The rest either emerged with their sanity snatched away or they never emerged at all.



The Black Dog of Newgate Prison

The legend of the Black Dog is thought to date back to the reign of Henry III when a poor scholar accused of sorcery was imprisoned there.

This was a time of famine and the other prisoners, kept hungry at the best of times, saw the young man and “deemed him passing good meate”.

Having devoured the scholar they were soon troubled by an apparition of a great black dog and by a tearing pain in their bowels – as if an animal was raked there.

The fear grew so strong in the prisoners that they killed a guard and escaped the prison but, reputedly, they were all haunted by visions of the dog until their, premature, dying days.

Amen Court, close to St Paul’s, has a wall that once belonged to Newgate Prison, a wall that shielded the passageway known as Deadman’s walk through which those condemned to death walked during their final journey to the hanging tree.

It’s said that, on occasion, a hideous black shadow crawls the length of the wall and vanishes at its far end – the true manifestation of the Black Dog.



The Haunted Battlefield of Edge Hill

On the 23rd of October 1642 about 30,000 men met on the plain below Edge Hill in Warwickshire and did their level best to murder each other.

This was the first major engagement of the English Civil War and by nightfall over a thousand men were dead and at least three thousand wounded.

Around Christmas that year local shepherds reported hearing the sounds of cannon, musketry and fighting; as they walked the battlefield some even reported seeing the ghostly figures of the combatants in the sky above.

Other locals confirmed the reports and by January the phenomenon was important enough for Charles I, still in the middle of a Civil War, to send a Royal Commission to investigate.

Amazingly they also reported seeing the phantom battle in the sky and went as far as to say that they recognised some of their fallen comrades amongst the ghosts.

To lay the spirits it was decided to give a decent Christian burial to all the fallen and this done, the reports of ghostly fighting subsided.

However some claim that if you walk the battlefield even now you can still hear the crash of cannons and the screams of the wounded.


Borely Rectory

The Reverend Henry Dawson Ellis Bullbuilt a splendid mansion on the site of a ruined monastery near Sudbury in Essex in the Gothic style.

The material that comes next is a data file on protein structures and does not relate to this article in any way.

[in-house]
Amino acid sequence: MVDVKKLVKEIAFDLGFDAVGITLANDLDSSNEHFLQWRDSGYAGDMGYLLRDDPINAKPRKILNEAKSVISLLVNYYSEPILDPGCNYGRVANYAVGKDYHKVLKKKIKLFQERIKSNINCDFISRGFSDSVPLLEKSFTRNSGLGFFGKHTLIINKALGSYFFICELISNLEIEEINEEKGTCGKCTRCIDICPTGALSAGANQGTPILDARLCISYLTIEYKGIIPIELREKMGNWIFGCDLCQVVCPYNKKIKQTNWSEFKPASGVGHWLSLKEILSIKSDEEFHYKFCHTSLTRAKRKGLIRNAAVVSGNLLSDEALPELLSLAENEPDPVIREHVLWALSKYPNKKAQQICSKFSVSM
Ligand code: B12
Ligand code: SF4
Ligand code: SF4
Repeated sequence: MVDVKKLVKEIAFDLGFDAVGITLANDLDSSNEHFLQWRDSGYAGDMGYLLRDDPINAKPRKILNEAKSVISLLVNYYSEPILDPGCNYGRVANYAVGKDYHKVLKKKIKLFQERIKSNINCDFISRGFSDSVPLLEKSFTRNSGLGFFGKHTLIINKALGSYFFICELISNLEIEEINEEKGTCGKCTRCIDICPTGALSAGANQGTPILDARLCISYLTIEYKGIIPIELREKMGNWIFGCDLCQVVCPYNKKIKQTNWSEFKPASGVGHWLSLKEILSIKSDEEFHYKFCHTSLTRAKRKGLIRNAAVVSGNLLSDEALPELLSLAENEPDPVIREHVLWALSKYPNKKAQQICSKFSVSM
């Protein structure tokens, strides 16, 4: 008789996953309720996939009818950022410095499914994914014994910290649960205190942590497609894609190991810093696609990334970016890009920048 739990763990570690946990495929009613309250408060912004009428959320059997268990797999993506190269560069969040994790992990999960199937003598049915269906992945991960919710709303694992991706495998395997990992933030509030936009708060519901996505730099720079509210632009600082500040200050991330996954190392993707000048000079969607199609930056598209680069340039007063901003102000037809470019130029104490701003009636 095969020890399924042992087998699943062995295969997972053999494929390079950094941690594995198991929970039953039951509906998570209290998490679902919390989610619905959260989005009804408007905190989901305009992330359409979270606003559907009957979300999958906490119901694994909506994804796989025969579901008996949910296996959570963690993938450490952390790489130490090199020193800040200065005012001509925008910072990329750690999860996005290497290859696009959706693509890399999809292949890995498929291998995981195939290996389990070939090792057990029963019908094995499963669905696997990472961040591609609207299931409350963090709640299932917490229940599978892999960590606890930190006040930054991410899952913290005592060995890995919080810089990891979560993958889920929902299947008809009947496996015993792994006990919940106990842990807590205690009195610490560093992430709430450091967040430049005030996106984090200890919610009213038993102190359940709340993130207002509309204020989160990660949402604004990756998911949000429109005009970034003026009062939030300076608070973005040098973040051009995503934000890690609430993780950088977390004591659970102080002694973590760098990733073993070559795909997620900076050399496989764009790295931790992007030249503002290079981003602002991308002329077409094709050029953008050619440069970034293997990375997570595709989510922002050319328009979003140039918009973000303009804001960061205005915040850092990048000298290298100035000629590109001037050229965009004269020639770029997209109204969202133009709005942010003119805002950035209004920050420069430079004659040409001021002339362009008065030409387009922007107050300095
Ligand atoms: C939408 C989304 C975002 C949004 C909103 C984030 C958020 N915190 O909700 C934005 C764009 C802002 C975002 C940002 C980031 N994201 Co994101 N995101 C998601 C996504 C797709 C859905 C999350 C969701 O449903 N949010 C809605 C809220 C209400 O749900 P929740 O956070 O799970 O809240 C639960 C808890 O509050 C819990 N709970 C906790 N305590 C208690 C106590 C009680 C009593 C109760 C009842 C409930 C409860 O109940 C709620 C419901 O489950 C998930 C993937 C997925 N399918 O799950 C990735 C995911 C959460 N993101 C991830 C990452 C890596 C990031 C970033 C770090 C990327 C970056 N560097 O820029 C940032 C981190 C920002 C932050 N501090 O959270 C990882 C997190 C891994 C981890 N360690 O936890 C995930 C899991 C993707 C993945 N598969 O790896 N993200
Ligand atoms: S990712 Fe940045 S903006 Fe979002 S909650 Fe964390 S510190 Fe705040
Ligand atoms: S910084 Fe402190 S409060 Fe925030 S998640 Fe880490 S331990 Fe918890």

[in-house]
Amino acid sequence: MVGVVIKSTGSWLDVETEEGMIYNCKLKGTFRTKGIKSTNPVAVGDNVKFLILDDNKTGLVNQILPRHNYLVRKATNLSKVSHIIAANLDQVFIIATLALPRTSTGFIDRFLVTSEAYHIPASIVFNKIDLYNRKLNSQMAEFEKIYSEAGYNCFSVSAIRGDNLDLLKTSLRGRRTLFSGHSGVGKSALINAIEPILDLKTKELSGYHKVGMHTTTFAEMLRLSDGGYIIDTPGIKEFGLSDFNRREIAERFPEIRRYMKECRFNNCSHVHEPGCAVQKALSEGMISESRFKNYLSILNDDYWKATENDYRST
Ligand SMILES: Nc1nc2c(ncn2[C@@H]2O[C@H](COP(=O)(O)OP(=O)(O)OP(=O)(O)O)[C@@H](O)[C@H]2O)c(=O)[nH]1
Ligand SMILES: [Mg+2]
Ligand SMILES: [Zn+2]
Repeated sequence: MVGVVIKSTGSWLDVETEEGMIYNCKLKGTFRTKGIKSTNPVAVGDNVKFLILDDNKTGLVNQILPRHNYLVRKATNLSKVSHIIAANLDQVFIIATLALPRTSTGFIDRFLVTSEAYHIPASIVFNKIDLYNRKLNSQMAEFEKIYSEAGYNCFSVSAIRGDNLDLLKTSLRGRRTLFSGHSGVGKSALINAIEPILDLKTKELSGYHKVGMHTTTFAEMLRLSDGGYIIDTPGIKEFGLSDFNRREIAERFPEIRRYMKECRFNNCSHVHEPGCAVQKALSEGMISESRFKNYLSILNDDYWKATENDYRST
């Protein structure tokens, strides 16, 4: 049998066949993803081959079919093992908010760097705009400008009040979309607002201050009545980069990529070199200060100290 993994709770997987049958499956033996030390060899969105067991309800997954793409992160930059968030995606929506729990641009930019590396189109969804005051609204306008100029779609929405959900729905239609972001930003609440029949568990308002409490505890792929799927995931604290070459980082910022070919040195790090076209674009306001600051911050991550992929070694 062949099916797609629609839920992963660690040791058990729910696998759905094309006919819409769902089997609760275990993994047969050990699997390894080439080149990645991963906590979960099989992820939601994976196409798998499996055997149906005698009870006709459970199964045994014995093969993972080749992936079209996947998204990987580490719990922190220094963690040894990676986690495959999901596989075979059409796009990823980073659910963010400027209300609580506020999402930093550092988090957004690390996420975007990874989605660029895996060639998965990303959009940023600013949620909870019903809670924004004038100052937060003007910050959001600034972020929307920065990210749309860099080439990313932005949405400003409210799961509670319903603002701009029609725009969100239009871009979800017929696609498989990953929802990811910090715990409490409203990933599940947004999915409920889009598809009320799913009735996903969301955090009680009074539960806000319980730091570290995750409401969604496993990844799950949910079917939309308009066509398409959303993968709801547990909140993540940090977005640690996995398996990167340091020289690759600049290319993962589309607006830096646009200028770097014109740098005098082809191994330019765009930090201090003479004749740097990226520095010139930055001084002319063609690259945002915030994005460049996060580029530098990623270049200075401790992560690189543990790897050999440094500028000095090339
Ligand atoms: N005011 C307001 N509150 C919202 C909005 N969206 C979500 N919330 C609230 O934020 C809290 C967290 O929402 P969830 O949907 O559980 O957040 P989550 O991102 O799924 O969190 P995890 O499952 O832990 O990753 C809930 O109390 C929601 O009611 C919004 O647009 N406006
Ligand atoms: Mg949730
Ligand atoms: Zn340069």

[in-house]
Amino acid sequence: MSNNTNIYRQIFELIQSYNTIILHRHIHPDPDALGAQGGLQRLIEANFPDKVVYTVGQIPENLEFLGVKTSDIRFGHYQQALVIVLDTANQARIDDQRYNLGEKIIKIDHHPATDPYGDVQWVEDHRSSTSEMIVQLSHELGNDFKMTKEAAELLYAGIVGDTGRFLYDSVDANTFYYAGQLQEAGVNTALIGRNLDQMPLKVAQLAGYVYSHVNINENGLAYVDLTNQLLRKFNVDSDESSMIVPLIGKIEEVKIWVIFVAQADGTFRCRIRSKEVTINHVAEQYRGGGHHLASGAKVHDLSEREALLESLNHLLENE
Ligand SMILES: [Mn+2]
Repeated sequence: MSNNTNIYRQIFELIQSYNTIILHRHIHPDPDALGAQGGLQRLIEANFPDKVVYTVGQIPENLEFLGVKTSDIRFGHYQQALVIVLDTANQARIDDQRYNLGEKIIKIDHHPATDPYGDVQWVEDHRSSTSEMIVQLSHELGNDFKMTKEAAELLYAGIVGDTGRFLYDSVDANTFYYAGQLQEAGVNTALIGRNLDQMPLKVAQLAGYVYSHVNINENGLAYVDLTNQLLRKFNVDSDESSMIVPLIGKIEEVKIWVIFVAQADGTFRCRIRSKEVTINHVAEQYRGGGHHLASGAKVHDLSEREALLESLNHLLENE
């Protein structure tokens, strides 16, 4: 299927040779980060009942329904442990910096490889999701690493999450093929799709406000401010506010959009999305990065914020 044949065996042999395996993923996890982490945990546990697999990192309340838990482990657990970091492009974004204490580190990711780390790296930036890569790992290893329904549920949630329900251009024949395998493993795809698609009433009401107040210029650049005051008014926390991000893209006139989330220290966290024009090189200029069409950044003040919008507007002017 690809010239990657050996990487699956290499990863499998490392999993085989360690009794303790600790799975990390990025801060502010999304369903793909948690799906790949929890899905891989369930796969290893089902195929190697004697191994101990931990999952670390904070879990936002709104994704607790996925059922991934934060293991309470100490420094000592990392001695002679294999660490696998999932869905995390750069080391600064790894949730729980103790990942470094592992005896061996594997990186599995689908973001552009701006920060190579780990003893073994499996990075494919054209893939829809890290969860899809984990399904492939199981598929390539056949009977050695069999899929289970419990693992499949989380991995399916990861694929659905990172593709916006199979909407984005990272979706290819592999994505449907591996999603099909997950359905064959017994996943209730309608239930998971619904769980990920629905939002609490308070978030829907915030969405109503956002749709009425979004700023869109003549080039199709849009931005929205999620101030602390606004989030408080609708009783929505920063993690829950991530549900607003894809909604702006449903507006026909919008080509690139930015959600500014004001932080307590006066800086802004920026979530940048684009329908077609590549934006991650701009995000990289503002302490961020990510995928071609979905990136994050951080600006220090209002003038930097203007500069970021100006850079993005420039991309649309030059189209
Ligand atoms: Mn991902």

The house quickly gained the reputation of being haunted, starting with a gliding nun and escalating up through a ghostly carriage and becoming so frequent that the next rector, Reverend Smith, called in Harry Price, a famous psychic investigator.

Two years and some serious poltergeist activity later the Reverend Smith had had enough and departed leaving the rectory to the Reverend Lionel Foyster. The new rector, alarmed that the ghosts seemed to have taken a liking to his wife, had the rectory exorcized.

This worked for a while but soon the ghosts were back and the Reverend Foyster packed up his family and left.

He was not the last: the house saw a series of tenants who stayed just long enough to be scared out of their wits before leaving.

This parade ended only in 1939 when the house burnt down although the site.



Mary King’s Close

This alleyway in Edinburgh is said to be the most haunted place in Europe.

Named after the daughter of a local landowner in the 17th Century it has reputedly been haunted since back then and most famously now by “Annie” who started her career scaring Japanese tourists.

Some say that the ghost of Major Thomas Weir, the famous religious figure and dog fancier, who was burnt at the stake for witchcraft haunts, the close and some see the spirits of the victims of the plague.



Leave a Reply

Your email address will not be published. Required fields are marked *

You may use these HTML tags and attributes: <a href="" title=""> <abbr title=""> <acronym title=""> <b> <blockquote cite=""> <cite> <code> <del datetime=""> <em> <i> <q cite=""> <s> <strike> <strong>